Pernilla Alder always insisted on giving Brenish a good meal in exchange for bringing by a stipend from the guild. They looked after their own, and her husband Willy was one of their best. In lockup they could do little but slip him extra food and a few comforts, yet he still found a way to forge documents for them behind the iron bars of the city dungeons. Willy was also a friend; he had paid Brenish handsomely on many occasions for access to his borrowed books.
Brenish entertained the children by the hearth, showing them sleight of hand tricks and then teaching them how they worked; Willy would want no less, even if their mother didn’t fully approve. She let them stay up specially on the nights he came by.
“Give us a story, Uncle Brenish,” said Willy’s oldest, Tamil, a girl of six years. Her younger brother John and the little girl beside him nodded enthusiastically.
He looked to Pernilla, who just smiled in quiet resignation. As long as his talk stayed away from monsters, it would be all right. The children knew something of the goblins that were said to dwell further north of the river, in parts of the ruins that hadn’t been charted since the Romans gave it up. They had heard of trolls and dragons, the latter having amassed more legends above ground than below. They knew of the large insects and the rodents, and some of the less intimidating creatures like the prowling lizards. But Brenish knew to stay away from the worst dangers, the ones even he didn’t like to think about.
“All right,” he said, “I’ll tell you one. I was told this one years ago, by a man named Kennon. He had just come from the ruins and was staying at the inn for a few days while a healer tended his friend.”
“What happened to his friend?” said John.
“His friend was hurt. He said the friend’s name was Harold Spellman, a lesser mage who worked as a potioner. They both came from a city out west. Kennon was a swordsman, a very good one from what he said. Times had fallen hard on their families and they wanted to find their fortune in the Elder Kingdom.
“From Asaph’s Gate they went west a ways, and down, following the stairs to lower levels every chance they got, until they made their way to a little village carved into the stone. No one had seen it in a hundred years.”
“How’d they know that?” said Tamil.
“There was another man down there, long before, named Gressick. He was an officer of the city guard back in his day, well known, but he went into the ruins on his own one day and never returned. Kennon and Harold came back with his helmet, and the mystery was finally solved.
“But just then, they didn’t know who he was. They didn’t know if a monster got him, or if he just broke a leg and starved to death. His bones were scattered all over the town square. He had found some treasure in the deep, a few bags he had tucked in a corner for safe-keeping while he made his way back up. Kennon didn’t know if anyone had been by since then, a goblin or a lurker who might have missed it, or if there were only wild creatures about. He and Harold gathered up the bones and built a mound over them, and decided Gressick’s gold was good enough for them.”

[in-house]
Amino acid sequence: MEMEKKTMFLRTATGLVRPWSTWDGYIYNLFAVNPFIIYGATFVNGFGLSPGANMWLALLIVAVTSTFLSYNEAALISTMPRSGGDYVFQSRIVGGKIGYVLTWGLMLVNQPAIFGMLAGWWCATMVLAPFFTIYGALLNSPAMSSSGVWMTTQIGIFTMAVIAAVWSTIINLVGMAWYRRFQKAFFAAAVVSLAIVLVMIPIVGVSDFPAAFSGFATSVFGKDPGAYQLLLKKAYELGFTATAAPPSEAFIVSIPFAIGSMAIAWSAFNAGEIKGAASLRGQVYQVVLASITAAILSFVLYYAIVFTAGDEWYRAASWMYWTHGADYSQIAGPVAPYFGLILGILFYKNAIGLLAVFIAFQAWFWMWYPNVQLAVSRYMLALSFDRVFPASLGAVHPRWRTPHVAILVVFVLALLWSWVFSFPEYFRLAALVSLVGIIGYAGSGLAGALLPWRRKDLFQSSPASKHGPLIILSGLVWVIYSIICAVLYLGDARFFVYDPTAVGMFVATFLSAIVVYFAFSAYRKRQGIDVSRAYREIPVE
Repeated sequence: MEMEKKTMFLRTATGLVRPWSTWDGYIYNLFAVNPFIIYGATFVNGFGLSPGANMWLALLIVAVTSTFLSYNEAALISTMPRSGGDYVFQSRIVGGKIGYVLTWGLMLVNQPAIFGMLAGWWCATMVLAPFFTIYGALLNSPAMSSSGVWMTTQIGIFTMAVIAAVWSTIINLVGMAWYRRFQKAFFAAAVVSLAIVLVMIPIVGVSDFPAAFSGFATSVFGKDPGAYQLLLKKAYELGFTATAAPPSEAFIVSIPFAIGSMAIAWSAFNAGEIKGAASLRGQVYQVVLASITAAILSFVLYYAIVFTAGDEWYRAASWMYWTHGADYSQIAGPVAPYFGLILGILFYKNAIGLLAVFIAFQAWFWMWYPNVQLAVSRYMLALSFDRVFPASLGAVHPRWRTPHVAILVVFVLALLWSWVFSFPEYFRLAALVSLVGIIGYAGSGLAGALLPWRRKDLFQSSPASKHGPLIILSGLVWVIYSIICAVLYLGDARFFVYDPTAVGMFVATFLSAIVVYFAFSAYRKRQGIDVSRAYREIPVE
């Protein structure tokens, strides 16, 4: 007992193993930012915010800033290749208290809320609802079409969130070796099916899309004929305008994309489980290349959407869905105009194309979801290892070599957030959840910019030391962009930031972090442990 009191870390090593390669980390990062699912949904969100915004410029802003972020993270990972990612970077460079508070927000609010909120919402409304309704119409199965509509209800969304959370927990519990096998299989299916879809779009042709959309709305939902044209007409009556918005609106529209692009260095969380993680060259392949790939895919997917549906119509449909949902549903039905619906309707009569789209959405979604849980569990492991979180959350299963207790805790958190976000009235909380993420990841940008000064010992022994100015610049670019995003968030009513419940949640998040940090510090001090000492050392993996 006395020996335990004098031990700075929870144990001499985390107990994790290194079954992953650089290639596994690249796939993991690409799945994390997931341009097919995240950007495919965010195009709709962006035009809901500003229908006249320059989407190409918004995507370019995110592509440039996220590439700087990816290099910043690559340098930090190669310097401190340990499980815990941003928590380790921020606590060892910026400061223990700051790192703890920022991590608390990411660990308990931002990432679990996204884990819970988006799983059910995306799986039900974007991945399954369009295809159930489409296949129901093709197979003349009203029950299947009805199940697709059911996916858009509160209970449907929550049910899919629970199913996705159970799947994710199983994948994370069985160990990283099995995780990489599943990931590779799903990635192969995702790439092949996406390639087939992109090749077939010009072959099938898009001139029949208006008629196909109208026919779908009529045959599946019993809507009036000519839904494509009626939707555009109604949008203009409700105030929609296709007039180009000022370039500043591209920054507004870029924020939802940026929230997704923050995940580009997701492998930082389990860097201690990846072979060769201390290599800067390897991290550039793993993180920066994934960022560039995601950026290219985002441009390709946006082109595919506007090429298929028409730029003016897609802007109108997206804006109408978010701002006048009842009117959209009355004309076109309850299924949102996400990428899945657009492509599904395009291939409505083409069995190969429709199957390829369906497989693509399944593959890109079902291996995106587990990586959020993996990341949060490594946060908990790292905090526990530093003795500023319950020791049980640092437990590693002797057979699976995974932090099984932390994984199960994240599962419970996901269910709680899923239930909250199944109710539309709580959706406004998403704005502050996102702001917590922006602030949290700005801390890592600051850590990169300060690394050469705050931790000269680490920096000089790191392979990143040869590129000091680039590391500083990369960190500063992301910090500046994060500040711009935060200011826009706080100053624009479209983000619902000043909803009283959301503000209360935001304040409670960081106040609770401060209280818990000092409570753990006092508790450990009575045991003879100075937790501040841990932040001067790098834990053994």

“But how did Harold get hurt?” said John.
“They slept down there, each taking turns so one would always be on the lookout for danger, until they were rested and felt they could safely head back to the surface. When they were most of the way back, a pack of huge rats attacked them. The two friends drove them off, but one of them took Harold’s leg. Kennon bound it quickly and made his friend a crutch, and they quickened their pace as best they could. The noise of their fighting, you see, might attract other beasts before long.
“But the men were lucky. They made it back to the Gate alive. Kennon used some of their gold to pay the healer and make arrangements for their transportation home. They both decided there was enough money to provide for their families, but not enough to pay a wizard for Harold to get a whole new leg. So they made their way back, and as far as I know they’re still living off the treasure they found.”
Brenish leaned down and lowered his voice. “But after Kennon told his story, when he was getting sleepy from wine, he got very quiet, and spoke to the visitors who were still there. He said that when he was on watch, before they came back, he saw something moving in the dark, outside the firelight. Watching them.”
“That’s enough for tonight, Brenish,” said Pernilla.
He held up his hand for peace. “It’s all right. Of course whatever it was, it would never come above ground. The deep creatures, they don’t like sunlight. They don’t like to stray near the surface, and everything down there is afraid to come near the Gate. But I’m telling you children this so you’ll understand it’s dangerous to go down there. Whatever was watching Kennon and Harold, it followed them almost the whole way back. The rats didn’t go near it. The men never got a good look, only glances at something that stayed just out of the light. When they finally got close to the Gate, the thing turned back.”
“What was it?” said John.
“They didn’t know. I have some ideas. But I won’t tell you those stories just now. For now all you need to understand is that you’re safe up here, and the things that live in the ruins won’t ever leave there.”
“But dragons go in and out,” Tamil said. “Father said Visak followed one down.”
“Dragons are different. And these days they leave us alone. But you’re right, of course. There was a time, long ago, when some creatures like goblins dared to come out too. We taught them to fear the Gate. That’s why the thing that followed Kennon turned away. It was afraid of the daylight, or the men that guard the village and keep us safe. Maybe both. The only way you’d ever run into something like that is if you went down to the ruins yourself.”
“I won’t never,” John said resolutely.